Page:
DENVER (AP) — Marijuana tourism is on the way to Colorado, under a recommendation made Tuesday by a state task force to regulate the drug made legal by voters last year.
But Colorado should erect signs in airports and borders telling visitors they can’t take pot home, the task force recommended.
Colorado’s marijuana task force was assembled to suggest regulations for pot after voters chose to flout federal drug law and allow its use without a doctor’s recommendation. Made up of lawmakers, law enforcement authorities and marijuana activists, the task force agreed Tuesday that the constitutional amendment on marijuana simply says that adults over 21 can use the drug, not justColorado residents. If lawmakers agree with the recommendation, tourists would be free to buy and smoke marijuana.
“Imposing a residency requirement would almost certainly create a black market for recreational marijuana in the state,” said Rep. Dan Pabon, a Denver Democrat who sits on the task force.
Tourists could see purchasing caps though, possibly as low as an eighth of an ounce per transaction.
Afraid that marijuana tourism could open the door for traffickers to load up and take it across state borders for illegal sale, task force members agreed that non-residents should be able to buy only limited amounts, though a specific amount wasn’t set.
“Marijuana purchased in Colorado must stay in Colorado,” Pabon warned.
“We could attract greater federal scrutiny and displeasure of our neighbors,” if marijuana flows across state lines, he said.
Task force members were less successful agreeing to recommendations on marijuana growing and public use. Colorado’s marijuana law allows home growing but requires plants to be in a locked, secure location out of public view. The task force couldn’t agree whether a “locked” and “secure” location would mean a backyard surrounded by a fence, or whether an enclosure such as a shed or greenhouse should be mandatory.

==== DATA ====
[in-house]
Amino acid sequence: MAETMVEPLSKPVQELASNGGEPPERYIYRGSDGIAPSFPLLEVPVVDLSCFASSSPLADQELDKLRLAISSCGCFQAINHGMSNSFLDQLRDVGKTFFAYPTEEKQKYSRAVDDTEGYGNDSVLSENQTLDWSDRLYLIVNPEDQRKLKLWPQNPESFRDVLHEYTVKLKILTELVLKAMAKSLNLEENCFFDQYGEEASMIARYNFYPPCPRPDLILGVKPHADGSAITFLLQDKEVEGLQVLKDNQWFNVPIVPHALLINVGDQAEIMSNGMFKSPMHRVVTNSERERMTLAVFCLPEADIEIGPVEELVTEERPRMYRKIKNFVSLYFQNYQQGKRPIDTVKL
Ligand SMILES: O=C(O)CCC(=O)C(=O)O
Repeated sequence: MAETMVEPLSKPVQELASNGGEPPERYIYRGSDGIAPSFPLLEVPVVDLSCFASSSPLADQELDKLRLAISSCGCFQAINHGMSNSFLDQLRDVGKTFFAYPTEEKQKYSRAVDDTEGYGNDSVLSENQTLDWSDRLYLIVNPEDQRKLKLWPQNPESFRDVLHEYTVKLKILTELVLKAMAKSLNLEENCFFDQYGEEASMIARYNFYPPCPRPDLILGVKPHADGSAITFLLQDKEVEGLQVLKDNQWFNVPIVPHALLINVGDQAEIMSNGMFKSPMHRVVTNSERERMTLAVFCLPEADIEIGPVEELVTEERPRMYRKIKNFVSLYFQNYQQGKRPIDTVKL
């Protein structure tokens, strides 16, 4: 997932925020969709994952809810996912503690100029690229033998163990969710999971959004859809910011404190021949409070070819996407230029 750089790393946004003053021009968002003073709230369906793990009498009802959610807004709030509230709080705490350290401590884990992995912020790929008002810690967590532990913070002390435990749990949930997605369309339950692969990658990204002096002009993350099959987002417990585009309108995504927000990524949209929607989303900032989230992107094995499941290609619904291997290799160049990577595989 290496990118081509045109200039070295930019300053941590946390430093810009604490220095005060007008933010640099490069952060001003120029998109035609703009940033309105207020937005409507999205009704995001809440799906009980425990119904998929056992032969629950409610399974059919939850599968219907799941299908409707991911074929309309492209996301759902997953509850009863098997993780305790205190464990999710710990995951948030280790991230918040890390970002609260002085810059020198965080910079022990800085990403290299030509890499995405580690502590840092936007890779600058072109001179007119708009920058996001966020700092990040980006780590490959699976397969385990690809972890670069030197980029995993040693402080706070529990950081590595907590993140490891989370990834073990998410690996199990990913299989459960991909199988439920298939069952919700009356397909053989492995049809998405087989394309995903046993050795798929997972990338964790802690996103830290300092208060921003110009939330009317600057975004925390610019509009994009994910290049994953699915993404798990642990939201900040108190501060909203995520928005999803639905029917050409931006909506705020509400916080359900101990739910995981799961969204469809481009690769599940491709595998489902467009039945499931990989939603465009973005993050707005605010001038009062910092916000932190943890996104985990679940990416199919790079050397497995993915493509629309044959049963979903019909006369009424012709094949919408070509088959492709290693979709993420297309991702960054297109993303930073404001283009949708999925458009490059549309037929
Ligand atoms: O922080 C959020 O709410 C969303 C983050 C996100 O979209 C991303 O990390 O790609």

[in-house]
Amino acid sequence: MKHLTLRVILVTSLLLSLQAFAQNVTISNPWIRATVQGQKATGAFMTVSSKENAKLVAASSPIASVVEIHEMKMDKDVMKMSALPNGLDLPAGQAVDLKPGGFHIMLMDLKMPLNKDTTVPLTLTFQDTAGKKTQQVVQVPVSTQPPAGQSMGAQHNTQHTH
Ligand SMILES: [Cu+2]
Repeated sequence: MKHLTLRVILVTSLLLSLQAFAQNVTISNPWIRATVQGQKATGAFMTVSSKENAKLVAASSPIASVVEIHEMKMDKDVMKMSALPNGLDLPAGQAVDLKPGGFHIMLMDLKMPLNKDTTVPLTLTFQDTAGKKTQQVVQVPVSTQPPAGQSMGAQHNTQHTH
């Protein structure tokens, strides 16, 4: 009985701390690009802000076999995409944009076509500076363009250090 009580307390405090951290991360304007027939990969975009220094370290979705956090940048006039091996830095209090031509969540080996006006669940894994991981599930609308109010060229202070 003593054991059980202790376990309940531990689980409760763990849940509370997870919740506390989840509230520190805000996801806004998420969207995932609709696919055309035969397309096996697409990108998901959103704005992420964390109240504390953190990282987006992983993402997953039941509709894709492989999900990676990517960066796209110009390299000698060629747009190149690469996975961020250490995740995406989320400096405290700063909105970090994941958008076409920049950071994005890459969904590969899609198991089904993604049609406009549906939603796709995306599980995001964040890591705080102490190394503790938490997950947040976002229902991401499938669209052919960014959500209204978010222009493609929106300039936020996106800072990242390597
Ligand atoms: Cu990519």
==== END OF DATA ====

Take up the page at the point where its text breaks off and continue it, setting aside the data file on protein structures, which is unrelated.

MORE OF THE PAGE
One of the task force’s most vocal marijuana critics, Greenwood Village Police Chief John Jackson, worried that backyard pot gardens would need more than a chain-link fence to keep kids out.
Not all task force members agreed. User advocate Meg Sanders said the covering requirement wouldn’t be fair to rural Coloradans.
“I think it goes too far in restricting what people can do on their own private property,” Sanders said.
Public use also prompted a dispute that wasn’t resolved Tuesday. Jackson and others wanted to ban marijuana use on publicly visible patios, porches and backyard. Marijuana activists chafed.
“So I can drink a beer on my porch? But I can’t smoke a joint?” asked marijuana advocate Christian Sederberg.
State Sen. Cheri Jahn, D-Wheat Ridge, said lawmakers would hesitate to regulate something legal people do on private property. What about backyard grills that send the smell of hamburgers into the nose of a neighbor who’s vegetarian?, she asked.
“I don’t know how far we want to go telling people what they can’t do on their own porches,” she said.
The porch marijuana question was left unsettled. Task force members also put off a decision on proposals from Jackson to exempt law enforcement from maintaining marijuana and marijuana plants seized during criminal investigations.
Potency and labeling recommendations for commercial marijuana will also be discussed later.
The task force has until Feb. 28 to recommend marijuana regulations, which will ultimately be set by the state Legislature and the Department of Revenue, the agency which oversees gambling and alcohol and will also regulate recreational pot.